Posts Tagged ‘philosophy’


Acrobatics and Adama

June 8, 2012


On Thursday, May 24, Dance Jerusalem rode to Mizpe Ramon
to the middle of Israel’s Negev Desert to visit Hangar Adama.



From my journal:

We had found ourselves in the desert, with the freedom to take whichever classes we wanted … Acrobalance abounded, and though muscular in nature, a heavy emphasis was put on trust … We slept collectively in one of the studios, but many other convention goers slept in tents under the stars … Everyone was friendly and willing to share knowledge, or a nice back massage … Balance, balance, acrobalance, balance … Muscles, joints, quiet…

Read the rest of this entry ?


Batsheva Ensemble Auditions

February 11, 2012

I’ve been sick for four days now, with a constant fever and impossible nights of sleep. Violent chills alternated with what I considered the true meaning of what it is to sweat. I think it’s something like the flu. I’m taking care, don’t you worry. I tried running in the middle of the week, but was only met with fatigue. With high spirits though, I attended auditions today for the Batsheva Ensemble.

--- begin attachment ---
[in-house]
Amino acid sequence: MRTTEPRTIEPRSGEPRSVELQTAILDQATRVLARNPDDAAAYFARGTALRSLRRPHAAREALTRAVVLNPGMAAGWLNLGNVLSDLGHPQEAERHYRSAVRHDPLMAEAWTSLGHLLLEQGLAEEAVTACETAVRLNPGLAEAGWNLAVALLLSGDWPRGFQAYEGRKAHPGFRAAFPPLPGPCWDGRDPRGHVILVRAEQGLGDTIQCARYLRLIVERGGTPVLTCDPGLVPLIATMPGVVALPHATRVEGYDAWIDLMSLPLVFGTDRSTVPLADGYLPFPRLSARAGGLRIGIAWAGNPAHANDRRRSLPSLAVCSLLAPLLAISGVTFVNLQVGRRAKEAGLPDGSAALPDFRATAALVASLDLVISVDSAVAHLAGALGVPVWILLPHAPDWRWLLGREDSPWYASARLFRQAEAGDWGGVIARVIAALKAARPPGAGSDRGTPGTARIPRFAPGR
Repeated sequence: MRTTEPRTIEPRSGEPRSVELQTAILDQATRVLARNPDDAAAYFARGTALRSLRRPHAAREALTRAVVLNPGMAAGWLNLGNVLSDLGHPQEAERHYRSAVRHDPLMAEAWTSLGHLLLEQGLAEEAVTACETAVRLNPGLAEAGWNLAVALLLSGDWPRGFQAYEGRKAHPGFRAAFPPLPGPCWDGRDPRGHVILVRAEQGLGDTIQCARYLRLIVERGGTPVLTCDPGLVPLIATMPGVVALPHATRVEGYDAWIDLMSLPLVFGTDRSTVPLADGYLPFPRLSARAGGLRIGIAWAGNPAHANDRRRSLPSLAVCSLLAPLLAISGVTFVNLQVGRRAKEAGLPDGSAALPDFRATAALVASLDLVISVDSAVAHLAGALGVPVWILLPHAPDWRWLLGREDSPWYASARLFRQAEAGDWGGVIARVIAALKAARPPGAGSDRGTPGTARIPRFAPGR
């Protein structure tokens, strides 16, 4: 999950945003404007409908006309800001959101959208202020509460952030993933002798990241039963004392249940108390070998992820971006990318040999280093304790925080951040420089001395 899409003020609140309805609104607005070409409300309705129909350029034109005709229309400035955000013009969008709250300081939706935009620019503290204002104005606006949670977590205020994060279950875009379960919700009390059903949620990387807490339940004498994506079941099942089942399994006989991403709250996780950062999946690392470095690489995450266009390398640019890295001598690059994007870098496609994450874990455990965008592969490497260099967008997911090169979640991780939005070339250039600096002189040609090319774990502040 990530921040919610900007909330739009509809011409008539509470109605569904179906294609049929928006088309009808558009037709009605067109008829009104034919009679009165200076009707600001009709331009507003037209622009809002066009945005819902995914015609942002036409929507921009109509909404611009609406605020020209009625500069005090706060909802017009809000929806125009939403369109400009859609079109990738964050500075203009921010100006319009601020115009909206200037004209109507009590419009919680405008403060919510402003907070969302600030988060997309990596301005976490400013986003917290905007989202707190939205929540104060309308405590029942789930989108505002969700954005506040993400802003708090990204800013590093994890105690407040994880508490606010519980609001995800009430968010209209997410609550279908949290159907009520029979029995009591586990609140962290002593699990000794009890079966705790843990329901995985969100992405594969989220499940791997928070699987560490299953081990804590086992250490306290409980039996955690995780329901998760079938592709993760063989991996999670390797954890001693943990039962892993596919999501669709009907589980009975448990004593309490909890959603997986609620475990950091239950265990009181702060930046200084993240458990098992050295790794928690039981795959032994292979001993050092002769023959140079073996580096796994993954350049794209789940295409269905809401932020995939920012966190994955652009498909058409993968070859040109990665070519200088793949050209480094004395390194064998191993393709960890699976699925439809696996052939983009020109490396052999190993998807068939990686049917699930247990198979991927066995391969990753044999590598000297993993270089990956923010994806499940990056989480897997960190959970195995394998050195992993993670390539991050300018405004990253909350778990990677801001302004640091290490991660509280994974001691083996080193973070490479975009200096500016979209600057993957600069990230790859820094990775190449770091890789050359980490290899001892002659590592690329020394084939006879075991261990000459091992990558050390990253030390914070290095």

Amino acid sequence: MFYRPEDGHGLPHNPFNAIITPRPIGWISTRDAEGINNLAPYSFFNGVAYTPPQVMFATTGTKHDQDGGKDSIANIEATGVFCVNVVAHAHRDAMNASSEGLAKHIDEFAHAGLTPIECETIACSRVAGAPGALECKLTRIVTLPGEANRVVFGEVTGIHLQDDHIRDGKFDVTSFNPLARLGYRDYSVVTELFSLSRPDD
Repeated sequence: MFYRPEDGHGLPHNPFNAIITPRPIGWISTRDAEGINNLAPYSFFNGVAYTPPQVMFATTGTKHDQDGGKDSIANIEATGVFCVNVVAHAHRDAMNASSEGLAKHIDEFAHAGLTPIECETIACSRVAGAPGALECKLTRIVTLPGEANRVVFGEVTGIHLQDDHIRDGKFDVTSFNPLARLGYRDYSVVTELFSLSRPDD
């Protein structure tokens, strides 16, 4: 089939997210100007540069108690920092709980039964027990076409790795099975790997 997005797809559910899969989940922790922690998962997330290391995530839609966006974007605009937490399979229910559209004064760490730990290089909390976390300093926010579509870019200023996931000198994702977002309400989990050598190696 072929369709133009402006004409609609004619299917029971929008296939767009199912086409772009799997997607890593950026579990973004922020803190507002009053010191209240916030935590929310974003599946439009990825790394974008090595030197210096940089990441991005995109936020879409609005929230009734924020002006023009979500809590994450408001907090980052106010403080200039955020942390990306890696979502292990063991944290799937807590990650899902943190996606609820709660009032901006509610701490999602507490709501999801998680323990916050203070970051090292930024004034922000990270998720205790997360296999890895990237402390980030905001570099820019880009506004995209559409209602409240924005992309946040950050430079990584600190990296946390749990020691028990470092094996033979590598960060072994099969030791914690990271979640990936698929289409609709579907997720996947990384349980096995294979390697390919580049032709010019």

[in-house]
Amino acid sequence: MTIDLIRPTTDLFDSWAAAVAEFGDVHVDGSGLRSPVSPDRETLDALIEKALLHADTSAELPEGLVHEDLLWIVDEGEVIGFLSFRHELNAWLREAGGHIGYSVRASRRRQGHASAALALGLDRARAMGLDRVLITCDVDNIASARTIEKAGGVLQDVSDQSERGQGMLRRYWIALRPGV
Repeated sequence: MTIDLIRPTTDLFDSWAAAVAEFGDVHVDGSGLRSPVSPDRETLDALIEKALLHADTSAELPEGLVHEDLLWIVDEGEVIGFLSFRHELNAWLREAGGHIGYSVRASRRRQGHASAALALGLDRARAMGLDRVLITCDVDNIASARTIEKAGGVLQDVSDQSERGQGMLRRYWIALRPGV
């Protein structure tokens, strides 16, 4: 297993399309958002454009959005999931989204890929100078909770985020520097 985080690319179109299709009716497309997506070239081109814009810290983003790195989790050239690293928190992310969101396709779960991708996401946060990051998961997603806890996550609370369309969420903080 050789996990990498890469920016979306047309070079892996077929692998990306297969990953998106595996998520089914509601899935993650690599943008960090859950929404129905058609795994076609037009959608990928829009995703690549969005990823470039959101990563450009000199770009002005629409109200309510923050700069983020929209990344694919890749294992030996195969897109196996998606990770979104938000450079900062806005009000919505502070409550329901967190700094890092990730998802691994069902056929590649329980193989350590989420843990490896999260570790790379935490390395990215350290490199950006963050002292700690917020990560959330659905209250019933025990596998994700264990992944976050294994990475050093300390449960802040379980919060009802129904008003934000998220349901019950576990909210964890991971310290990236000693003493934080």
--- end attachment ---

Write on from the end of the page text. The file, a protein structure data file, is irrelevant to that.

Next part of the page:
Read the rest of this entry ?


Between Einstein and Cohen

December 1, 2011

My favorite things to find in my iPhoto library are those really short video clips that were taken by accident. I don’t know why they’re there or why I don’t delete them, but by now I have come to appreciate accidentally capturing a moment.